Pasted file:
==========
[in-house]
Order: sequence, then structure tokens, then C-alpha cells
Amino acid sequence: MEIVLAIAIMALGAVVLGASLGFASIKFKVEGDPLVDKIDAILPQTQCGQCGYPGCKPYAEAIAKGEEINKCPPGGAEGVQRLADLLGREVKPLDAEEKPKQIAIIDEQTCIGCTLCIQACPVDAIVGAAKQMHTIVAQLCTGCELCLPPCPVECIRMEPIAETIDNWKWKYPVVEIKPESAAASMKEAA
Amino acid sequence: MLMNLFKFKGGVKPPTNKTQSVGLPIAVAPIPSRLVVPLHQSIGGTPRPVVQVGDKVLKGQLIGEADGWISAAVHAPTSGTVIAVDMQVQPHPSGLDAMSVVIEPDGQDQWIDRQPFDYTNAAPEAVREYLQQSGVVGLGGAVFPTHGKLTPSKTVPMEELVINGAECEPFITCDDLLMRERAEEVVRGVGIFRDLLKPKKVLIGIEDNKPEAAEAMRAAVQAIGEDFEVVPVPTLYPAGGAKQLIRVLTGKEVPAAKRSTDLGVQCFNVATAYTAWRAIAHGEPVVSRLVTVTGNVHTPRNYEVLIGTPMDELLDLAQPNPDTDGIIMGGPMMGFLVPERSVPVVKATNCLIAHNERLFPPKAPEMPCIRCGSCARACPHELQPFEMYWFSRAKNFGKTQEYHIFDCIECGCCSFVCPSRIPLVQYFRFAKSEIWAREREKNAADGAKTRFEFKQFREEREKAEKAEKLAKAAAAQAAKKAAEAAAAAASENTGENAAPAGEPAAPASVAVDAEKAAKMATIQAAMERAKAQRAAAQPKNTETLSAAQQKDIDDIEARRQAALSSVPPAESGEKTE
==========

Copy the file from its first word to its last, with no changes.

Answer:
[in-house]
Order: sequence, then structure tokens, then C-alpha cells
Amino acid sequence: MEIVLAIAIMALGAVVLGASLGFASIKFKVEGDPLVDKIDAILPQTQCGQCGYPGCKPYAEAIAKGEEINKCPPGGAEGVQRLADLLGREVKPLDAEEKPKQIAIIDEQTCIGCTLCIQACPVDAIVGAAKQMHTIVAQLCTGCELCLPPCPVECIRMEPIAETIDNWKWKYPVVEIKPESAAASMKEAA
Amino acid sequence: MLMNLFKFKGGVKPPTNKTQSVGLPIAVAPIPSRLVVPLHQSIGGTPRPVVQVGDKVLKGQLIGEADGWISAAVHAPTSGTVIAVDMQVQPHPSGLDAMSVVIEPDGQDQWIDRQPFDYTNAAPEAVREYLQQSGVVGLGGAVFPTHGKLTPSKTVPMEELVINGAECEPFITCDDLLMRERAEEVVRGVGIFRDLLKPKKVLIGIEDNKPEAAEAMRAAVQAIGEDFEVVPVPTLYPAGGAKQLIRVLTGKEVPAAKRSTDLGVQCFNVATAYTAWRAIAHGEPVVSRLVTVTGNVHTPRNYEVLIGTPMDELLDLAQPNPDTDGIIMGGPMMGFLVPERSVPVVKATNCLIAHNERLFPPKAPEMPCIRCGSCARACPHELQPFEMYWFSRAKNFGKTQEYHIFDCIECGCCSFVCPSRIPLVQYFRFAKSEIWAREREKNAADGAKTRFEFKQFREEREKAEKAEKLAKAAAAQAAKKAAEAAAAAASENTGENAAPAGEPAAPASVAVDAEKAAKMATIQAAMERAKAQRAAAQPKNTETLSAAQQKDIDDIEARRQAALSSVPPAESGEKTE